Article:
These are a favorite because they aren't too sweet and I trick myself into thinking that because they are oatmeal they are good for me. :D  I was slow on taking pictures while making them but here is the recipe!

Recipe obtained from Quaker:

·  1  cup (2 sticks) butter, softened
·  3/4  cup firmly packed brown sugar
·  1/2  cup granulated sugar
·  2  eggs
·  1  teaspoon vanilla
·  1-1/2  cups all-purpose flour
·  1  teaspoon baking soda
·  1  teaspoon ground cinnamon
·  1/2  teaspoon salt (optional)
·  3  cups Oats (quick or old fashioned, uncooked)
·  1  cup raisins (optional)


Heat oven to 350°F. In large bowl, beat butter and sugars on medium speed of electric mixer until creamy.

Add eggs and vanilla; beat well.
Add combined flour, baking soda, cinnamon and salt; mix well.
Add oats and raisins; mix well.
Drop dough by rounded tablespoonfuls onto ungreased cookie sheets.
Bake 8 to 10 minutes or until light golden brown.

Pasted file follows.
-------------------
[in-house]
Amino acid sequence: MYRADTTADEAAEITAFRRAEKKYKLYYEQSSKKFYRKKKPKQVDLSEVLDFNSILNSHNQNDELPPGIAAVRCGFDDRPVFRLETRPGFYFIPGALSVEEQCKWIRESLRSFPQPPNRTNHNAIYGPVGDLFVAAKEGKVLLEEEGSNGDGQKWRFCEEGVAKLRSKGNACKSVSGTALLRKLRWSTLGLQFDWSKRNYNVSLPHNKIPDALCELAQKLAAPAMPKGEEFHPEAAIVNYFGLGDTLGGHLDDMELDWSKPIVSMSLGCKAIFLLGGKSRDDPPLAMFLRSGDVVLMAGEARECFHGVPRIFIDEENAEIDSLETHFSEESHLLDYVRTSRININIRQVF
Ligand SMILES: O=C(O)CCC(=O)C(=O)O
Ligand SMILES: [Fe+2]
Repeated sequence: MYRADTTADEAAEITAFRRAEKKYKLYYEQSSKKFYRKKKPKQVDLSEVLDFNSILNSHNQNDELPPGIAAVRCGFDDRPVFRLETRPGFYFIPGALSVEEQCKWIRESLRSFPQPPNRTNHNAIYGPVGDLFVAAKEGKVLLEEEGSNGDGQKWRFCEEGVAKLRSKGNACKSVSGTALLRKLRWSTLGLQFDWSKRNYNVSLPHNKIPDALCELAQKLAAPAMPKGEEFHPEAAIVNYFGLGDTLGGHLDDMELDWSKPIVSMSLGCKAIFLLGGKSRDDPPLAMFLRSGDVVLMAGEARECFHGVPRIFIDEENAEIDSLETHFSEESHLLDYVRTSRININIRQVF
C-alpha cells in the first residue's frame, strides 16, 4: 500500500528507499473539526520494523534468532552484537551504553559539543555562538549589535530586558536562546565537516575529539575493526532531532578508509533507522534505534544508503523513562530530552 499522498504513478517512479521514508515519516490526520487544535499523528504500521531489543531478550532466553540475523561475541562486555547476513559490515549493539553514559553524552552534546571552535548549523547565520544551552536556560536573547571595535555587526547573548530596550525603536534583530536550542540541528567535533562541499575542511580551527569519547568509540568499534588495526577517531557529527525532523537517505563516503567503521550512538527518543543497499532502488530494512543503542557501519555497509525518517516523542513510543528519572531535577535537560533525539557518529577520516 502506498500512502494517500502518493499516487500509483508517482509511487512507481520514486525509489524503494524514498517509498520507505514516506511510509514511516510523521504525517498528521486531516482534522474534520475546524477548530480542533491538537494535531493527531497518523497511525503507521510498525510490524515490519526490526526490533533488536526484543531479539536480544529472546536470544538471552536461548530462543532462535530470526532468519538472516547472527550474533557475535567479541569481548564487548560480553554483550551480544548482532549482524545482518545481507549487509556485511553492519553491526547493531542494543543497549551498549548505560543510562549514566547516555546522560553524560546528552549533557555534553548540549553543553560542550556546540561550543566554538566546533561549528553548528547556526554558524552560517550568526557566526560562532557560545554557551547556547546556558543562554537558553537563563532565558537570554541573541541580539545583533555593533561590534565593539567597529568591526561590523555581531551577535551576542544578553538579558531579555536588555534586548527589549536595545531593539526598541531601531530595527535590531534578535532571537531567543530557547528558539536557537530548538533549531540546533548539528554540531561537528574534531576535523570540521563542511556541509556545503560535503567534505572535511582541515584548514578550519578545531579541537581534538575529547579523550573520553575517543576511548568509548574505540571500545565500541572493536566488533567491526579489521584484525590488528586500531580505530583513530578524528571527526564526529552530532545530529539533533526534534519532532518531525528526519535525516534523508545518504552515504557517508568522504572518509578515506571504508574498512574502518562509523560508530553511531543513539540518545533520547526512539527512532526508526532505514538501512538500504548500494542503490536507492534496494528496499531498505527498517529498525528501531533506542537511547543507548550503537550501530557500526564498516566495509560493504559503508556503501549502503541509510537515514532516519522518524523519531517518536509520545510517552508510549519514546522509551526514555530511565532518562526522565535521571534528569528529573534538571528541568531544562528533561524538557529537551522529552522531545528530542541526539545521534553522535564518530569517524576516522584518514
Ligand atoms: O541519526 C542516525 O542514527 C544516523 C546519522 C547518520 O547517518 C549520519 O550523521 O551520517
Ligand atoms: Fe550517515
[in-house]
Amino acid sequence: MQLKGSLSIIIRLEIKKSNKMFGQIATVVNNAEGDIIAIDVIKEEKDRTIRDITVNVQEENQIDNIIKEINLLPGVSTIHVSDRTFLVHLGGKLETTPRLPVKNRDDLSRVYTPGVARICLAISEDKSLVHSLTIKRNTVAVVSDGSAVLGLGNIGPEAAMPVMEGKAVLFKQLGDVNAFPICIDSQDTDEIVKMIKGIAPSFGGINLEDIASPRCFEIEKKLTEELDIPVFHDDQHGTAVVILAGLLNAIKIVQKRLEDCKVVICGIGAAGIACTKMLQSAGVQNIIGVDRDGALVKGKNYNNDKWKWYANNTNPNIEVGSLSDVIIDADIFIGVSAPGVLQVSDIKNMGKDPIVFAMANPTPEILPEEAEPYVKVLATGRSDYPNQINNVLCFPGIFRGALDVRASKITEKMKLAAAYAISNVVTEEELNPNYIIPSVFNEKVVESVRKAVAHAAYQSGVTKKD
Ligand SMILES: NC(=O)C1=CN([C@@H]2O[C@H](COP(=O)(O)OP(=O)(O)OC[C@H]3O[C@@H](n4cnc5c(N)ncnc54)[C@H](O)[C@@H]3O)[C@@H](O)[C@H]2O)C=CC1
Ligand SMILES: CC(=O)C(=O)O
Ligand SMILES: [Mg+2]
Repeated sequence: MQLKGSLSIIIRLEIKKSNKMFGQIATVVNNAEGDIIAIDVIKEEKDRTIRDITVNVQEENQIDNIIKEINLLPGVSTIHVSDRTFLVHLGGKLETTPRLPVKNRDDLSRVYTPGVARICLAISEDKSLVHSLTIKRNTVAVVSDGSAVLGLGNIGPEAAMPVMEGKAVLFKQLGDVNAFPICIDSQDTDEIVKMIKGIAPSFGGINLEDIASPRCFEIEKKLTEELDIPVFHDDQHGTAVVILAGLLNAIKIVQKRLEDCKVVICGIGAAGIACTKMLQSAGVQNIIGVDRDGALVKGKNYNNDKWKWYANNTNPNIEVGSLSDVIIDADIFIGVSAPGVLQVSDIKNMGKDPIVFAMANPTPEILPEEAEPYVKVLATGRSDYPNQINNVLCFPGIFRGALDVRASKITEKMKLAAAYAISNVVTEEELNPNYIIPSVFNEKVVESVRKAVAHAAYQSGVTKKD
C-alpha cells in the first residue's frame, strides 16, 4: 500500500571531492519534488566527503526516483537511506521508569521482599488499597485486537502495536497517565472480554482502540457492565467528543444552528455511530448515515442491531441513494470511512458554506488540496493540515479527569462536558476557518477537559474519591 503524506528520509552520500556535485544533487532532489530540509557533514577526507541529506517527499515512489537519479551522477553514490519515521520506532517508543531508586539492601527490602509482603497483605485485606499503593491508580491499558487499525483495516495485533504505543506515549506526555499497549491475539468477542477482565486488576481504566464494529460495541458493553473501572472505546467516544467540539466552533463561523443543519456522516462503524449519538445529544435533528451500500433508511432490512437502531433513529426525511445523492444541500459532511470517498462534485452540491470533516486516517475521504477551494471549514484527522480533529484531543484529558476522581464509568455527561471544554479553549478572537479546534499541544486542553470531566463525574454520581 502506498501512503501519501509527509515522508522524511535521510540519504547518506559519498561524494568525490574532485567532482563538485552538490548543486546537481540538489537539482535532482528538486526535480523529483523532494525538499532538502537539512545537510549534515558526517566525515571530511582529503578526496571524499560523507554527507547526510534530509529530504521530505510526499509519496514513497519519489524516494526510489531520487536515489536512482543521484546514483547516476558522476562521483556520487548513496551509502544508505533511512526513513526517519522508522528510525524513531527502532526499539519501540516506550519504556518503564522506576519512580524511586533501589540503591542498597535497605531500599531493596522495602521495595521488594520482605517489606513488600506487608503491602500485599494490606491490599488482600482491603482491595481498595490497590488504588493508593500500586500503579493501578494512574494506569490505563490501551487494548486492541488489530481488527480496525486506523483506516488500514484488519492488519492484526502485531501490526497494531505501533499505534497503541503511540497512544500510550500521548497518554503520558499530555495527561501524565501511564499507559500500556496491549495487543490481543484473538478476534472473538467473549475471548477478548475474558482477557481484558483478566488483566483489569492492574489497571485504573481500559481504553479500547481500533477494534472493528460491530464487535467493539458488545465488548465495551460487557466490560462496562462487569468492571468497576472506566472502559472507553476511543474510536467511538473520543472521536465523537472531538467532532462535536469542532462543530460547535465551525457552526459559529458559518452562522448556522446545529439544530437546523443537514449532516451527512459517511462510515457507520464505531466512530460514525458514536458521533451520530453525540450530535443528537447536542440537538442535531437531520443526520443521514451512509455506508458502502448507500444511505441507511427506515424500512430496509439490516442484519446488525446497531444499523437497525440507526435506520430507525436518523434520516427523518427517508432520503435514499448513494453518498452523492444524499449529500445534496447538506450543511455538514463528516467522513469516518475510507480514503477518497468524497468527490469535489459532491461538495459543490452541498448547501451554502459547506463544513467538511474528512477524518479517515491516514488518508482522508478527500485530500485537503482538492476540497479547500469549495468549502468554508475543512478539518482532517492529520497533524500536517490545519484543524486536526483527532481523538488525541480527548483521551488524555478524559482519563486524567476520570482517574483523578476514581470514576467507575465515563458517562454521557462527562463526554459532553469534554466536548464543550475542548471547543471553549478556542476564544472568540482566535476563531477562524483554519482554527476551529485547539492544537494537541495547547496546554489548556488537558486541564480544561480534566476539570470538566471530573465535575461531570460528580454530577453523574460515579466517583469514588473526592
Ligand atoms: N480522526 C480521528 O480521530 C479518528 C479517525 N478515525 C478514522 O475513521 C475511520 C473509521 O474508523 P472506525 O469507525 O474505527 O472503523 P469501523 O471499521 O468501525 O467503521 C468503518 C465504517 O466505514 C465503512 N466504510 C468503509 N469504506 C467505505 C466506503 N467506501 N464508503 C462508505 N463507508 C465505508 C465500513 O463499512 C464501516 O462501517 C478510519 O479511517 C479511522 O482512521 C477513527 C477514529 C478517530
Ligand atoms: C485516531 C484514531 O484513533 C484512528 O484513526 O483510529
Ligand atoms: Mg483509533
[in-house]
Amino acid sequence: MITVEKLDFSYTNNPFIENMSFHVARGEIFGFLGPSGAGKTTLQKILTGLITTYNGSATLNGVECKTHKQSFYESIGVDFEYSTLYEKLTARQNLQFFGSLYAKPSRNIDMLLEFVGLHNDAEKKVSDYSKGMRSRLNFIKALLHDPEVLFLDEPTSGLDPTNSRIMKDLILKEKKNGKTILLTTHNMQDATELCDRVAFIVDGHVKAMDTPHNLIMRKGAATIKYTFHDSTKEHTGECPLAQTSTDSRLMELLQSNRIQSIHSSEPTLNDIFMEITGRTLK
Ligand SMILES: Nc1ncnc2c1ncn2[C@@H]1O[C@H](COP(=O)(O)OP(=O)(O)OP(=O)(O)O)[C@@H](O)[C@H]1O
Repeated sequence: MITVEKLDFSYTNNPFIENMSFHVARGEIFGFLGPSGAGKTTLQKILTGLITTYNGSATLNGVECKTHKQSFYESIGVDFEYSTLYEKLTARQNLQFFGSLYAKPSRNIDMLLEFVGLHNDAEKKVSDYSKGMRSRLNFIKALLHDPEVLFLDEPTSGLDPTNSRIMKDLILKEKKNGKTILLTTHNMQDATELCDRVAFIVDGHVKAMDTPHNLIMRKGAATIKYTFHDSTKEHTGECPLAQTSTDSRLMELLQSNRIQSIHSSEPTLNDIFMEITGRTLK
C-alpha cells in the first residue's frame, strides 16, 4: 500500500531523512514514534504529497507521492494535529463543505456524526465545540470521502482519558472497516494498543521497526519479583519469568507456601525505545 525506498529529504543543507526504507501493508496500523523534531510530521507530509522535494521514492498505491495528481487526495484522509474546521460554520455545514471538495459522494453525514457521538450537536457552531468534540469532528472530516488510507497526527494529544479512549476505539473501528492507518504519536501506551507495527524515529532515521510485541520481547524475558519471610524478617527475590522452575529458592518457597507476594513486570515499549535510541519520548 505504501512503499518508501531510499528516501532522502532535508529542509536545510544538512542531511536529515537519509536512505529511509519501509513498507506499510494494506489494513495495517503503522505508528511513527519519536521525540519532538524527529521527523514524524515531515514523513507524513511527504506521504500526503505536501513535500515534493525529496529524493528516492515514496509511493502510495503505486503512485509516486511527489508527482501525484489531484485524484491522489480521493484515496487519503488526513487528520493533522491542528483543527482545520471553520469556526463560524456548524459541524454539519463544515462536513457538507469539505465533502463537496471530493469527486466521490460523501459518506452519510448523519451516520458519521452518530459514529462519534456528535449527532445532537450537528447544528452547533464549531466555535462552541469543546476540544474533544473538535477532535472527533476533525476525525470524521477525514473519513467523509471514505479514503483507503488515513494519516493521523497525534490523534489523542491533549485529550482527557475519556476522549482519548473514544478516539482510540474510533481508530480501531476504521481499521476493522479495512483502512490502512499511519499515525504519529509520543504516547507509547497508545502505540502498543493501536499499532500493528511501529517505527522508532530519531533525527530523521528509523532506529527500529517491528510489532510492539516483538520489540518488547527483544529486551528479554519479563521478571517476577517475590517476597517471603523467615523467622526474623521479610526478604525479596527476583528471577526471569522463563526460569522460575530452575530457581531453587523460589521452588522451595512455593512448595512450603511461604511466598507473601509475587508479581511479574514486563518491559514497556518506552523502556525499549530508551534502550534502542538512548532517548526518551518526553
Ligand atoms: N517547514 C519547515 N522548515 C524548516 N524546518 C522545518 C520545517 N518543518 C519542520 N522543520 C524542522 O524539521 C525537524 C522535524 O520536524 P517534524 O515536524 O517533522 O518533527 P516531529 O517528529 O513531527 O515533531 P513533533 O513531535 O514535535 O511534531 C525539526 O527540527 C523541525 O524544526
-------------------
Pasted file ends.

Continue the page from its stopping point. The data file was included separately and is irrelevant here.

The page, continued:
Cool 1 minute on cookie sheets; remove to wire rack. Cool completely.
Store tightly covered.

Wednesday, April 6, 2011

Stuffed Cabbage

In Greek: λαχανοντολμάδες, pronounced lah-hah-no-dol-MAH-thes
Stuffed cabbage with ground beef and rice are covered with a traditional egg and lemon (avgolemono) sauce. Conventional Greek wisdom is that the best cabbage can be found after the first frost, so all versions of stuffed cabbage are winter favorites.
In Northern Greece, stuffed cabbage called yiaprakia (γιαπράκια, say: yah-PRAHK-yah), are made with toursi (brined) cabbage and ground pork, and are a traditional Christmas dish.

My Greek grandmother used to make this dish when I was little and it always made me feel cozy.  She taught my mother and my mother taught me.  I always think of them when I make this dish. :)

·         1 head of cabbage
·         1 pound ground meat (beef, pork or turkey)
·         2 (14.5 oz) cans of either stewed or diced tomatoes
·         1 onion, chopped
·         2 garlic cloves, crushed
·         1-1 1/2 cups rice
·         Salt/pepper/seasonings to taste


Put ground meat in a bowl and add rice, onion/garlic, tomatoes, seasonings and stir well, then set aside.  My mom used to say it was better to let this sit for awhile so all the flavors blend with each other.

Core out the center of the cabbage and put into a large pot of water to boil.  Your goal is to slowly begin to peel the leaves off, one by one.  After about 5 minutes in boiling water the leaves start to soften, they will turn a brighter green.  I pull mine off with thongs and set aside to cool.  Be careful not to overcook the cabbage.